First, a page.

Valve exhaust ΔP, psi7.029.976.95Pressure 1, psia21.7224.6721.65Valve-fitting exhaust ΔP, psi2.392.981.16Pressure 2, psia24.1127.6522.82Air-line exhaust ΔP, psi1.111.380.57Pressure 3, psia25.2229.0323.39Flow-control exhaust ΔP, psiPressure 4, psia25.2229.0323.39Cylinder-fitting exhaust ΔP, psi9.6911.965.07Pressure 5, psia34.9140.9828.46Pressure 6, psia54.7963.8174.70Cylinder-fitting supply ΔP, psi6.237.592.34Pressure 7, psia61.0271.4077.04Flow-control supply ΔP, psi0.000.000.00Pressure 8, psia61.0271.4077.04Air-line supply ΔP, psi0.610.740.25Pressure 9, psia61.6372.1477.29Valve-fitting supply ΔP, psi1.171.420.48Pressure 10, psia62.8173.5777.76Valve supply ΔP, psi2.292.781.94


Check Sum pressure, psia65.1076.3579.70Maximum allowable pressure drop, psi11.9611.9611.96Cylinder force output, lb26.8533.9237.61Low-pressure force + friction force, lb69.9778.8328.62High-pressure force, lb96.82112.7566.23Calculated delay time, sec0.0540.0390.048Estimated total time, sec0.1760.1460.140
Tabulated results are for the example circuit lifting a 10-lb mass 3 in. in 0.170 sec or less. Cylinder ports are 1/8 NPT, valve ports are 1/4 NPT, and there are no flow controls in the system. Note that the 11.96-psi cylinder fitting exhaust pressure drop is the limiting factor with the larger cylinder, and the 79.70-psia Check Sum pressure limits the small-cylinder circuit.

Optimizing circuit design

Here are a few suggestions for optimum circuit design:

  • Make air-line lengths as short as possible.
  • Make air lines between the valve and cylinder as straight as possible with minimal bends.
  • Select cylinder bore sizes to handle the expected load plus a reasonable safety factor. Larger-than-necessary cylinders cost more money, waste energy, and add cycle time.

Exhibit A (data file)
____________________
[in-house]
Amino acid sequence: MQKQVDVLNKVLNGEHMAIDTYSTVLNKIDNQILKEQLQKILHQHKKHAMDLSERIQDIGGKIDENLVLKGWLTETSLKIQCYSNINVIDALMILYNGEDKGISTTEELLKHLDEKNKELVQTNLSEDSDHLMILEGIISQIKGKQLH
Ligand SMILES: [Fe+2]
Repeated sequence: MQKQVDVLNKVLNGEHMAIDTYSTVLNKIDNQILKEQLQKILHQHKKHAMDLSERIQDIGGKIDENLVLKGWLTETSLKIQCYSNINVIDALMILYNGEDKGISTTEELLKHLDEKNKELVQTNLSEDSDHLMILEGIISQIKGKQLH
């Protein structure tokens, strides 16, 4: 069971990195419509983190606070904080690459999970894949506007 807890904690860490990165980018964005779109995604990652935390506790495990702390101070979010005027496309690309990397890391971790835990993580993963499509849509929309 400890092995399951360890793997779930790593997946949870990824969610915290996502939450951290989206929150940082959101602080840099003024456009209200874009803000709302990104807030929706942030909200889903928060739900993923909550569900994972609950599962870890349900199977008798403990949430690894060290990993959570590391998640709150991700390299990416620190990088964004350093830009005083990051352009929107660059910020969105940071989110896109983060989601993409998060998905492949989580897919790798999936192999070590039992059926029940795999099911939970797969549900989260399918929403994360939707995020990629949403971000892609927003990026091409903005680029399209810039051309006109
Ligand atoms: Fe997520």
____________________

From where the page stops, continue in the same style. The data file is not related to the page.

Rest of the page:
• Cylinder stroke should be no more than required. Longer-stroke cylinders cost more, waste energy, and add cycle time.
  • A valve can be oversized without appreciably wasting energy. However, cycle time will increase if solenoid shift time increases.
  • Overpressurizing a circuit beyond a certain point -- the maximum pressure drop -- does not increase cylinder speed but does waste air and can increase delay time and total cycle time.
  • If the application calls for different loads or speeds for extend and retract motions, consider using different pressures or add flow controls.
  • Consider using quick-exhaust dump valves. The dumped air bypasses the exhaust circuit, possibly reducing cycle time and increasing speed.
  • Each application has an optimum air-line ID. Increasing the air-line diameter increases Cv but also increases the volume that must be filled and evacuated each cycle.
  • Components with the smallest Cvs and largest pressure drops limit circuit performance. Increase these Cvs first to have the greatest impact on circuit performance.
  • Components with the largest Cvs and smallest pressure drops are possibly oversized. Decreasing these Cvs could improve circuit performance.


Al = Air-line cross-sectional area, in.2
d = Cylinder diameter, in.
df = fitting ID, in.
dt = tubing ID, in.
fl = line-friction coefficient
l = line length, in.
Q = Flow rate at 1 atmosphere, 68°F, and 36% relative humidity, in scfm
Cv = Flow coefficient
G = Specific gravity of air at one atmosphere, 68°F, and 36% relative humidity. Usually, G = 1.
g = Acceleration of gravity
ks = Specific-heat ratio; ks = 1.4 for air.
n = Number of fittings
Pe = Exhaust pressure, psi
Ps = Supply pressure, psi
P1 = Upstream pressure at T1, psia
P2 = Downstream pressure, psia
qm = Mass flow rate
T1 = Upstream temperature, °R. Usually, T1 = 528°R.
Ve = Exhaust volume, in.3